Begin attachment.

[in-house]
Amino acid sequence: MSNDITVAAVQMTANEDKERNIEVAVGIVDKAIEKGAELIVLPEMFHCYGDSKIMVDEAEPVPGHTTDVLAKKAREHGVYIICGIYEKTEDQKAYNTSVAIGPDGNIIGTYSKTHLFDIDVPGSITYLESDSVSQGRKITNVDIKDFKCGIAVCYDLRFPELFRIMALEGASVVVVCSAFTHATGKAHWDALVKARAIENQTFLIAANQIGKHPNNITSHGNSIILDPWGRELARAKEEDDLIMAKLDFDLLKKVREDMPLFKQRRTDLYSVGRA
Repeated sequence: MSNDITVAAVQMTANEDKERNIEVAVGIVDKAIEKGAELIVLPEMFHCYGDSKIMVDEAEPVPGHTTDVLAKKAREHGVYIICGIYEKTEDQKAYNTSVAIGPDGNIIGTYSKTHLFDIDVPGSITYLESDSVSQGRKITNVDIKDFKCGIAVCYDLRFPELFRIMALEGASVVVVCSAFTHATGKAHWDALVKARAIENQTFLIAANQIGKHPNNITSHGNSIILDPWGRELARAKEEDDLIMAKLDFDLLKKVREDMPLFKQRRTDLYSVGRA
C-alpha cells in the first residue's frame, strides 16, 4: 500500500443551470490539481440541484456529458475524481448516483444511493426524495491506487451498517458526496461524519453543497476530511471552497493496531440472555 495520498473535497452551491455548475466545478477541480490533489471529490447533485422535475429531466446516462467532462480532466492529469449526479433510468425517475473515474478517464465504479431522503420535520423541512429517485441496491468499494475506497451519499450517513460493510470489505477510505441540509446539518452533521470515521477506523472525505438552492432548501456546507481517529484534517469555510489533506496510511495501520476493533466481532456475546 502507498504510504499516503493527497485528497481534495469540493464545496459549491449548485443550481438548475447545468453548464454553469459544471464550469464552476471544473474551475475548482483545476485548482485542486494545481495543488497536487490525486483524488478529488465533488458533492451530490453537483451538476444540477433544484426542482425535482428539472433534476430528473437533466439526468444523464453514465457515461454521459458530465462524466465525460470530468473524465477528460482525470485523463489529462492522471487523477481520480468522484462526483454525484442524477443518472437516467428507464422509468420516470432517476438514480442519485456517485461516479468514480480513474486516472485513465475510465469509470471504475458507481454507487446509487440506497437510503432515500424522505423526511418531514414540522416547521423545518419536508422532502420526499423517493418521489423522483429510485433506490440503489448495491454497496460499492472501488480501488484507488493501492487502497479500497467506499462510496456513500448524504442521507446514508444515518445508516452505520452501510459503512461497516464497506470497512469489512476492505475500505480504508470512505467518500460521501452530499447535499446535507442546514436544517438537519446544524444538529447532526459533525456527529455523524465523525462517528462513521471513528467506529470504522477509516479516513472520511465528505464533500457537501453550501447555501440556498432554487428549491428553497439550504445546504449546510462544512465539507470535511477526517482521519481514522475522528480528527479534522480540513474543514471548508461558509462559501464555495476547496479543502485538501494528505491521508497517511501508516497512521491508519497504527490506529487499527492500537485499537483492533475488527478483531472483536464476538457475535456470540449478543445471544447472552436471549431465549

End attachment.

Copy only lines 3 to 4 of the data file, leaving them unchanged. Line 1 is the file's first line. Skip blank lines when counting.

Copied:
Repeated sequence: MSNDITVAAVQMTANEDKERNIEVAVGIVDKAIEKGAELIVLPEMFHCYGDSKIMVDEAEPVPGHTTDVLAKKAREHGVYIICGIYEKTEDQKAYNTSVAIGPDGNIIGTYSKTHLFDIDVPGSITYLESDSVSQGRKITNVDIKDFKCGIAVCYDLRFPELFRIMALEGASVVVVCSAFTHATGKAHWDALVKARAIENQTFLIAANQIGKHPNNITSHGNSIILDPWGRELARAKEEDDLIMAKLDFDLLKKVREDMPLFKQRRTDLYSVGRA
C-alpha cells in the first residue's frame, strides 16, 4: 500500500443551470490539481440541484456529458475524481448516483444511493426524495491506487451498517458526496461524519453543497476530511471552497493496531440472555 495520498473535497452551491455548475466545478477541480490533489471529490447533485422535475429531466446516462467532462480532466492529469449526479433510468425517475473515474478517464465504479431522503420535520423541512429517485441496491468499494475506497451519499450517513460493510470489505477510505441540509446539518452533521470515521477506523472525505438552492432548501456546507481517529484534517469555510489533506496510511495501520476493533466481532456475546 502507498504510504499516503493527497485528497481534495469540493464545496459549491449548485443550481438548475447545468453548464454553469459544471464550469464552476471544473474551475475548482483545476485548482485542486494545481495543488497536487490525486483524488478529488465533488458533492451530490453537483451538476444540477433544484426542482425535482428539472433534476430528473437533466439526468444523464453514465457515461454521459458530465462524466465525460470530468473524465477528460482525470485523463489529462492522471487523477481520480468522484462526483454525484442524477443518472437516467428507464422509468420516470432517476438514480442519485456517485461516479468514480480513474486516472485513465475510465469509470471504475458507481454507487446509487440506497437510503432515500424522505423526511418531514414540522416547521423545518419536508422532502420526499423517493418521489423522483429510485433506490440503489448495491454497496460499492472501488480501488484507488493501492487502497479500497467506499462510496456513500448524504442521507446514508444515518445508516452505520452501510459503512461497516464497506470497512469489512476492505475500505480504508470512505467518500460521501452530499447535499446535507442546514436544517438537519446544524444538529447532526459533525456527529455523524465523525462517528462513521471513528467506529470504522477509516479516513472520511465528505464533500457537501453550501447555501440556498432554487428549491428553497439550504445546504449546510462544512465539507470535511477526517482521519481514522475522528480528527479534522480540513474543514471548508461558509462559501464555495476547496479543502485538501494528505491521508497517511501508516497512521491508519497504527490506529487499527492500537485499537483492533475488527478483531472483536464476538457475535456470540449478543445471544447472552436471549431465549